» Full Dark, No Stars - Stephen King's new novella questions mankind's ability to trust others.
[02.21.2011 by Bridget Doyle]


 » The Top 30 Albums of 2010 - Fashionably, fabulously late, our favorite music (and believe me, there was a LOT) of 2010, the year that some have called the best year for music ever. And only some of those fools work here. Plenty of usual suspects, lots of ties and a few surprises that I won't spoil, including our unexpected #1.
[12.24.2010 by The LAS Staff]


 » Live: Surfer Blood/The Drums at Lincoln Hall, Chicago, IL - Remember when Weezer used to put together records that you could sing along to and rock out to? That's what Surfer Blood's show was like!
[11.04.2010 by Cory Tendering]

Music Reviews

Screaming Females - Castle Talk
»Screaming Females
Castle Talk
Don Giovanni
Trent Reznor & Atticus Ross - The Social Network [Original Soundtrack]
»Trent Reznor & Atticus Ross
The Social Network [Original Soundtrack]
The Null Corporation
Deerhunter - Halcyon Digest
Halcyon Digest
No Age - Everything in Between
»No Age
Everything in Between
Sub Pop
Robyn - Body Talk Pt. 1/ Body Talk Pt. 2
Body Talk Pt. 1/ Body Talk Pt. 2
The Walkmen - Lisbon
»The Walkmen
Fat Possum
Rockets Red Glare
Moonlight Desires
Blue Skies Turn Black

Rating: NR/10 ?

October 1, 2004
I guess I should be careful what I wish for. No sooner than I'd buried myself within Rockets Red Glare's self-titled debut, wanting another serving like some voracious Dickensian beggar child, I got it - in the form of their second and final release. Let's have a moment of silence, please.

But know that in this hour of grief, it's best to keep our thoughts on the positive. While it's really too bad we can't look forward to more from this Toronto post-rock outfit, at the very least we can take comfort that their swan song has not only matched, but surpassed the prowess of their first release.

Moonlight Desires is a furious and triumphant album of sharp turns and elegant post-rock. It's like a bag of needles disguised by a candy wrapper: Sure, there may be a sweet, residual smell, but be careful before you pour 'em into your mouth. You may be swallowing something a lot more dangerous than you think.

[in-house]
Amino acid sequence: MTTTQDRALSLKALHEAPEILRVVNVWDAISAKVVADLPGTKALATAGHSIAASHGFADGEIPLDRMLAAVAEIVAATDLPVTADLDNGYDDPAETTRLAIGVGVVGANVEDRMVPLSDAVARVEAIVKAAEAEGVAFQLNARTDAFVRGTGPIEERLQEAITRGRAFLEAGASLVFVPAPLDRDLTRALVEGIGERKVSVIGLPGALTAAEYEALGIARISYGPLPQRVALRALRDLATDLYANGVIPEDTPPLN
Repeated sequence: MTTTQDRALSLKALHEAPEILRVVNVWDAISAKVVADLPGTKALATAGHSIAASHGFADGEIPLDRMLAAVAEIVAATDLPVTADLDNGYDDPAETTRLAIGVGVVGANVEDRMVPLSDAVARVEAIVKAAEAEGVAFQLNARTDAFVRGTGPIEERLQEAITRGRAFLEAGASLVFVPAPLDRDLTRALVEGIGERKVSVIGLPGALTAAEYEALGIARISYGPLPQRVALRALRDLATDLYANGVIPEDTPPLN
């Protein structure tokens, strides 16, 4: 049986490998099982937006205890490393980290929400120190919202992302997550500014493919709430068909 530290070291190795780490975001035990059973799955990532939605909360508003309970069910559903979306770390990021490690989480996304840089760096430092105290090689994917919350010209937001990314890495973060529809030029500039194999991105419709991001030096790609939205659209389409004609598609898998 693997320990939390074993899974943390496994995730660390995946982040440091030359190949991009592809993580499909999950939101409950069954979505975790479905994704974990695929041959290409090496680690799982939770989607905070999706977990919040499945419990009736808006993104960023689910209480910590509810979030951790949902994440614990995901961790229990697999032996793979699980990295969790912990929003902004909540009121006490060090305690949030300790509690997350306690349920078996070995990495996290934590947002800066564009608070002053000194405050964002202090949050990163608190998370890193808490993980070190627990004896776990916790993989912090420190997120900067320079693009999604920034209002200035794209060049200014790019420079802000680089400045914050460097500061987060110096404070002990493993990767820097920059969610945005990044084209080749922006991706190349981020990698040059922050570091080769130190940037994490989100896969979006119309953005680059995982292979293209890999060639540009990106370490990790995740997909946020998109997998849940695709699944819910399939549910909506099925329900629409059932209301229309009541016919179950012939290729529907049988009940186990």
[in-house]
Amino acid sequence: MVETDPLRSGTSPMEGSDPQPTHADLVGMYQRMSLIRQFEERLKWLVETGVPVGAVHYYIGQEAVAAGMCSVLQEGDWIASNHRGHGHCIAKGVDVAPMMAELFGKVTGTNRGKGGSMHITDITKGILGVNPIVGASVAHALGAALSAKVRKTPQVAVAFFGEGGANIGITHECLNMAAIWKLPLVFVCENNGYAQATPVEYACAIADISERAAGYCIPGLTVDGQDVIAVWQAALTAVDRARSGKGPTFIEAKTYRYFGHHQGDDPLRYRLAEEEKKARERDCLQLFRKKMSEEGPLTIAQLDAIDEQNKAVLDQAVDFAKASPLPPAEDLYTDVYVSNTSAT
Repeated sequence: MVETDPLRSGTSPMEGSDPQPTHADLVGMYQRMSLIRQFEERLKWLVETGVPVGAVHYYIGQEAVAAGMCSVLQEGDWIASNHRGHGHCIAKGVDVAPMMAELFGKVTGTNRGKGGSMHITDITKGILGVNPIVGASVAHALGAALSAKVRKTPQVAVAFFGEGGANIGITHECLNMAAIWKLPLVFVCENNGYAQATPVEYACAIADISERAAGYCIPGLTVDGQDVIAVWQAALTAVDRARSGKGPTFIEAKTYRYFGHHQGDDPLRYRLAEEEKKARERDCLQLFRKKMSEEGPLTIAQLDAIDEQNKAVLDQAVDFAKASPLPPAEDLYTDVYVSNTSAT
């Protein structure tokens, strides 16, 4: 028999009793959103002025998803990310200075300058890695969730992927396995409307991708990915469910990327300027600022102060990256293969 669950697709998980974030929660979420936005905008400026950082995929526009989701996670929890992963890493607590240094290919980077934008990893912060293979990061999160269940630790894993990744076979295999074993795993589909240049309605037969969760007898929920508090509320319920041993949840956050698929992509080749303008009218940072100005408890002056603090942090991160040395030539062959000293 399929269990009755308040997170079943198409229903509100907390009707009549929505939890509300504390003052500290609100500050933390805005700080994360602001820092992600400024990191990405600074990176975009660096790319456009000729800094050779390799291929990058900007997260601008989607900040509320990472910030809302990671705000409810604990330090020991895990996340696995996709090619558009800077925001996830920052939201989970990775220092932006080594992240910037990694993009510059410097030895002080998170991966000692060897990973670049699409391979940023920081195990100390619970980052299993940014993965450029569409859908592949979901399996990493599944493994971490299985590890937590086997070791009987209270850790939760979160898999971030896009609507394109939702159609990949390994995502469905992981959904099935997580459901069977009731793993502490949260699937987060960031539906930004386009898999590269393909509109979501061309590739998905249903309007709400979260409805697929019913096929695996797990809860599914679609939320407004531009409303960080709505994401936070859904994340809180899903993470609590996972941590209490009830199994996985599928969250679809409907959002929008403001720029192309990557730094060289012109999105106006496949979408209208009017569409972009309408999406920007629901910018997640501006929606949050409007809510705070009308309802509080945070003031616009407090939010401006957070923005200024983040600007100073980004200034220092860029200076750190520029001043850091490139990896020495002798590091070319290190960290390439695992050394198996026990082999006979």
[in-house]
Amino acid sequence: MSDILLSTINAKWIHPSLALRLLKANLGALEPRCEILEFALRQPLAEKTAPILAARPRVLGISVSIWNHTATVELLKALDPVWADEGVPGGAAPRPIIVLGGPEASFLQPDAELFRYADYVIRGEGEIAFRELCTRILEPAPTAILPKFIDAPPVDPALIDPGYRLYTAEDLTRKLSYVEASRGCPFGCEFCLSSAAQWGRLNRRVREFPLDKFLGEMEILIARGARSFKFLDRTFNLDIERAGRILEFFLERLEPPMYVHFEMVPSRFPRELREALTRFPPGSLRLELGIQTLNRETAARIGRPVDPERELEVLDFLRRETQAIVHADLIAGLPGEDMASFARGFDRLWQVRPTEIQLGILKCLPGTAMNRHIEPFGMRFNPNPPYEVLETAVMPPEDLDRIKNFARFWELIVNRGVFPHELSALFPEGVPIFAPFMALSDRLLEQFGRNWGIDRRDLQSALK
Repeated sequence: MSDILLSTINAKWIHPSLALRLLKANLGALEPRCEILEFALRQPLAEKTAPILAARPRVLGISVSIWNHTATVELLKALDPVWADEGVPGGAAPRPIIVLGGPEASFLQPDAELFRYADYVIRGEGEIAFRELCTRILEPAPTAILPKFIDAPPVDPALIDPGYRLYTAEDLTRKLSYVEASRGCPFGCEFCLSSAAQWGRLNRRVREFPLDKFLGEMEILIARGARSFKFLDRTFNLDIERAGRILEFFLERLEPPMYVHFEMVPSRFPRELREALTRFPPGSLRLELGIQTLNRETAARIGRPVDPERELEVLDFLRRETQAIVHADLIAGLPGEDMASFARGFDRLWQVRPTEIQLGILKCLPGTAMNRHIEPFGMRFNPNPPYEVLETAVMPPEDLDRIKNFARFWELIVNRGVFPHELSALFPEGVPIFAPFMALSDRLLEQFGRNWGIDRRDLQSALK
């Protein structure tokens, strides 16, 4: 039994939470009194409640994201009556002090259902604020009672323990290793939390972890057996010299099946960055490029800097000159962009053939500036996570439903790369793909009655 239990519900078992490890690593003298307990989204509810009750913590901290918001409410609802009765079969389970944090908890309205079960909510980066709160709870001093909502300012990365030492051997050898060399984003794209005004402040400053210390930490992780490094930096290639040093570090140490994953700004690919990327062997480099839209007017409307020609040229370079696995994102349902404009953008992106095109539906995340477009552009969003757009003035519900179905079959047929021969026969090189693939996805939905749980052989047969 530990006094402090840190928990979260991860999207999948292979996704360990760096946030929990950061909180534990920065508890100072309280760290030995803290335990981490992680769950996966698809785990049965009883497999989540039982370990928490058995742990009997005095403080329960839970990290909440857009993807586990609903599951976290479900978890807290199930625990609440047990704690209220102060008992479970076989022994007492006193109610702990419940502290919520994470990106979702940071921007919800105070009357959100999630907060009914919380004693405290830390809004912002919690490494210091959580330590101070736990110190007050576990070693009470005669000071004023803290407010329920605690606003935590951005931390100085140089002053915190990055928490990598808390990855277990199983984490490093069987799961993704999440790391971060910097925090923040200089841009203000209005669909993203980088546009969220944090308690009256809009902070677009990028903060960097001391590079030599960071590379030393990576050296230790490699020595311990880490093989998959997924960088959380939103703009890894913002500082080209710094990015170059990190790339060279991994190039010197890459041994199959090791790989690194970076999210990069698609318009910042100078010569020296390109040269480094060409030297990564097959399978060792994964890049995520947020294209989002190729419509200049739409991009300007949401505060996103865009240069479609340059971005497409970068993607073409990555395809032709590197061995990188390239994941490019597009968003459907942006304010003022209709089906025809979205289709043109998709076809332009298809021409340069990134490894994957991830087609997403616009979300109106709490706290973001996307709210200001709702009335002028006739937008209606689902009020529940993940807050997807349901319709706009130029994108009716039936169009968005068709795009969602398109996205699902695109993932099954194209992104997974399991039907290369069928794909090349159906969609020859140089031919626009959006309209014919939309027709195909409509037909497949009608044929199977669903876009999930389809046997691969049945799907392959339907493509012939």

"Future Interior" is definitely that, a sugar coated, nearly mellow offering with a jagged, perilous center. By the time vocals infiltrate the seemingly calm exterior, you've bitten down too far. Extended, overdone metaphors aside, it's another indication of a killer album. The conclusion of the track turns the pulse-point rhythms into something loud and incensed, intensifying to a satisfying degree. These fellows have all the focus it takes to make good math rock, and the mischief to break the mold.

"Go Away Salt" gives the listener a real feeling of vertigo, of losing control over the switching rhythms and plummeting vocals. There is a very threatening air in the track, but also a sense of playfulness that such peril is fun through the eyes of the instigator. There is a murderous flair here that smacks of intense passion for what they do. Unmistakably, it is the lifeblood of the album.

The majority of the songs on Moonlight Desires are long and spellbinding, grabbing you by the throat. The exception here is "The Folding," which is by no means a reflection of its quality, but its relatively short three-minute duration. In that stint, however, comes one of the most vibrant and unrestrained tracks of the bunch; with winding, angular guitars and slipshod rhythms. Leaving the trade when at the peak of your ability is classy, as Rockets Red Glare thoroughly proves. If we can focus on the end result rather than the group's early demise, we see that they contribute a complex, striking album to wrap your brain around, as well as an endless amount of time to do so. What a way to go…

Reviewed by Sarah Peters
A former music editor and staff writer for LAS, Sarah Peters recently disappeared. Perhaps one day she will surface again, who knows.

See other reviews by Sarah Peters



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